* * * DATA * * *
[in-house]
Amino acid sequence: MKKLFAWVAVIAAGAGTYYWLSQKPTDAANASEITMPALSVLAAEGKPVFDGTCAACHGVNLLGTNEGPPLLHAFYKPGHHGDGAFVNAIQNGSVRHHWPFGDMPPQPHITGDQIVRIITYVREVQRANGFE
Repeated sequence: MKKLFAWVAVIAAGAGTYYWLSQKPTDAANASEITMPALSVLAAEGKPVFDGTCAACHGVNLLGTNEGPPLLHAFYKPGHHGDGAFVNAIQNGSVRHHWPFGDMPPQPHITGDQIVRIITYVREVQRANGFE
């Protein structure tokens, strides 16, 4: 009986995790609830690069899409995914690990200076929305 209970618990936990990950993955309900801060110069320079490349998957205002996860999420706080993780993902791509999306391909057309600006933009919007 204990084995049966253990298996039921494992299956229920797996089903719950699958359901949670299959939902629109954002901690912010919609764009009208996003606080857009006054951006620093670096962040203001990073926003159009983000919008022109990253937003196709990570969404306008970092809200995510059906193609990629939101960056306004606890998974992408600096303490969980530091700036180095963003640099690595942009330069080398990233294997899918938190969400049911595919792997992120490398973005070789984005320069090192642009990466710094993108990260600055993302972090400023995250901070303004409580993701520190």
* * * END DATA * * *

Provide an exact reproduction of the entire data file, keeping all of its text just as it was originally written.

[in-house]
Amino acid sequence: MKKLFAWVAVIAAGAGTYYWLSQKPTDAANASEITMPALSVLAAEGKPVFDGTCAACHGVNLLGTNEGPPLLHAFYKPGHHGDGAFVNAIQNGSVRHHWPFGDMPPQPHITGDQIVRIITYVREVQRANGFE
Repeated sequence: MKKLFAWVAVIAAGAGTYYWLSQKPTDAANASEITMPALSVLAAEGKPVFDGTCAACHGVNLLGTNEGPPLLHAFYKPGHHGDGAFVNAIQNGSVRHHWPFGDMPPQPHITGDQIVRIITYVREVQRANGFE
């Protein structure tokens, strides 16, 4: 009986995790609830690069899409995914690990200076929305 209970618990936990990950993955309900801060110069320079490349998957205002996860999420706080993780993902791509999306391909057309600006933009919007 204990084995049966253990298996039921494992299956229920797996089903719950699958359901949670299959939902629109954002901690912010919609764009009208996003606080857009006054951006620093670096962040203001990073926003159009983000919008022109990253937003196709990570969404306008970092809200995510059906193609990629939101960056306004606890998974992408600096303490969980530091700036180095963003640099690595942009330069080398990233294997899918938190969400049911595919792997992120490398973005070789984005320069090192642009990466710094993108990260600055993302972090400023995250901070303004409580993701520190």